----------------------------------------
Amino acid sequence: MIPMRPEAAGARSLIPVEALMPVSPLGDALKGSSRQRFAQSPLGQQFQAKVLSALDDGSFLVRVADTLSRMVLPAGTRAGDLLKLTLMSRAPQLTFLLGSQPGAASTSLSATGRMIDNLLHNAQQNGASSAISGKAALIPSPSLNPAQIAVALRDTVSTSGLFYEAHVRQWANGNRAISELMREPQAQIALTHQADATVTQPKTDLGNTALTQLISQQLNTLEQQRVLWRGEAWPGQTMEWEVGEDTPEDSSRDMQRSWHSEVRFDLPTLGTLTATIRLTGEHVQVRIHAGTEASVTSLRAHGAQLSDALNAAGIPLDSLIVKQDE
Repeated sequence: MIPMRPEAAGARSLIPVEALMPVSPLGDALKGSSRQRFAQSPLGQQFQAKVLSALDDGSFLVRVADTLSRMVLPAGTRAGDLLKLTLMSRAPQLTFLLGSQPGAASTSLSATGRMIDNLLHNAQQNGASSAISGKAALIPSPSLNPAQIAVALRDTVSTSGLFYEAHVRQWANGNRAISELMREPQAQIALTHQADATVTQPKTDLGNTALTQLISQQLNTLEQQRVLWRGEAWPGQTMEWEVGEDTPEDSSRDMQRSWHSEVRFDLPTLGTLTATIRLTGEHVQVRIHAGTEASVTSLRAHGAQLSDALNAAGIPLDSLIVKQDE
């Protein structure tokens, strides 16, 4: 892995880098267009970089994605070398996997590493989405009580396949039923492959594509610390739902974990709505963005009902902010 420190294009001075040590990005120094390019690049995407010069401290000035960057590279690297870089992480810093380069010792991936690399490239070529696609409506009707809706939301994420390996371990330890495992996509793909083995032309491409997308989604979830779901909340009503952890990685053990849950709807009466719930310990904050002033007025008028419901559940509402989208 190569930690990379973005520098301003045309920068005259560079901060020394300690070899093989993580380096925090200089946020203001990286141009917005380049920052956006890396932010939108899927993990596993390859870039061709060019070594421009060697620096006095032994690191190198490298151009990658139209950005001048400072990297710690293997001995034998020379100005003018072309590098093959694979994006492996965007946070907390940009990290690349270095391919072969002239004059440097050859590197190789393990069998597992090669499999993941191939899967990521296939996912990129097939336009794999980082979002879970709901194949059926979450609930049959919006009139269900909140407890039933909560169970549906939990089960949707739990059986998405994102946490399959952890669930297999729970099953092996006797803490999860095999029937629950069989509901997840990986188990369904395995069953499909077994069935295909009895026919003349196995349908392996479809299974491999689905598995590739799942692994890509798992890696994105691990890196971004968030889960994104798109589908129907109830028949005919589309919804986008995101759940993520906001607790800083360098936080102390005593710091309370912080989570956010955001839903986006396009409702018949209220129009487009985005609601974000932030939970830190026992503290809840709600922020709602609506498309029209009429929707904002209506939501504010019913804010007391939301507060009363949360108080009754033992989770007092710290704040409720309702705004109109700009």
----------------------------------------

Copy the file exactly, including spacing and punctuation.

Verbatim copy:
Amino acid sequence: MIPMRPEAAGARSLIPVEALMPVSPLGDALKGSSRQRFAQSPLGQQFQAKVLSALDDGSFLVRVADTLSRMVLPAGTRAGDLLKLTLMSRAPQLTFLLGSQPGAASTSLSATGRMIDNLLHNAQQNGASSAISGKAALIPSPSLNPAQIAVALRDTVSTSGLFYEAHVRQWANGNRAISELMREPQAQIALTHQADATVTQPKTDLGNTALTQLISQQLNTLEQQRVLWRGEAWPGQTMEWEVGEDTPEDSSRDMQRSWHSEVRFDLPTLGTLTATIRLTGEHVQVRIHAGTEASVTSLRAHGAQLSDALNAAGIPLDSLIVKQDE
Repeated sequence: MIPMRPEAAGARSLIPVEALMPVSPLGDALKGSSRQRFAQSPLGQQFQAKVLSALDDGSFLVRVADTLSRMVLPAGTRAGDLLKLTLMSRAPQLTFLLGSQPGAASTSLSATGRMIDNLLHNAQQNGASSAISGKAALIPSPSLNPAQIAVALRDTVSTSGLFYEAHVRQWANGNRAISELMREPQAQIALTHQADATVTQPKTDLGNTALTQLISQQLNTLEQQRVLWRGEAWPGQTMEWEVGEDTPEDSSRDMQRSWHSEVRFDLPTLGTLTATIRLTGEHVQVRIHAGTEASVTSLRAHGAQLSDALNAAGIPLDSLIVKQDE
């Protein structure tokens, strides 16, 4: 892995880098267009970089994605070398996997590493989405009580396949039923492959594509610390739902974990709505963005009902902010 420190294009001075040590990005120094390019690049995407010069401290000035960057590279690297870089992480810093380069010792991936690399490239070529696609409506009707809706939301994420390996371990330890495992996509793909083995032309491409997308989604979830779901909340009503952890990685053990849950709807009466719930310990904050002033007025008028419901559940509402989208 190569930690990379973005520098301003045309920068005259560079901060020394300690070899093989993580380096925090200089946020203001990286141009917005380049920052956006890396932010939108899927993990596993390859870039061709060019070594421009060697620096006095032994690191190198490298151009990658139209950005001048400072990297710690293997001995034998020379100005003018072309590098093959694979994006492996965007946070907390940009990290690349270095391919072969002239004059440097050859590197190789393990069998597992090669499999993941191939899967990521296939996912990129097939336009794999980082979002879970709901194949059926979450609930049959919006009139269900909140407890039933909560169970549906939990089960949707739990059986998405994102946490399959952890669930297999729970099953092996006797803490999860095999029937629950069989509901997840990986188990369904395995069953499909077994069935295909009895026919003349196995349908392996479809299974491999689905598995590739799942692994890509798992890696994105691990890196971004968030889960994104798109589908129907109830028949005919589309919804986008995101759940993520906001607790800083360098936080102390005593710091309370912080989570956010955001839903986006396009409702018949209220129009487009985005609601974000932030939970830190026992503290809840709600922020709602609506498309029209009429929707904002209506939501504010019913804010007391939301507060009363949360108080009754033992989770007092710290704040409720309702705004109109700009």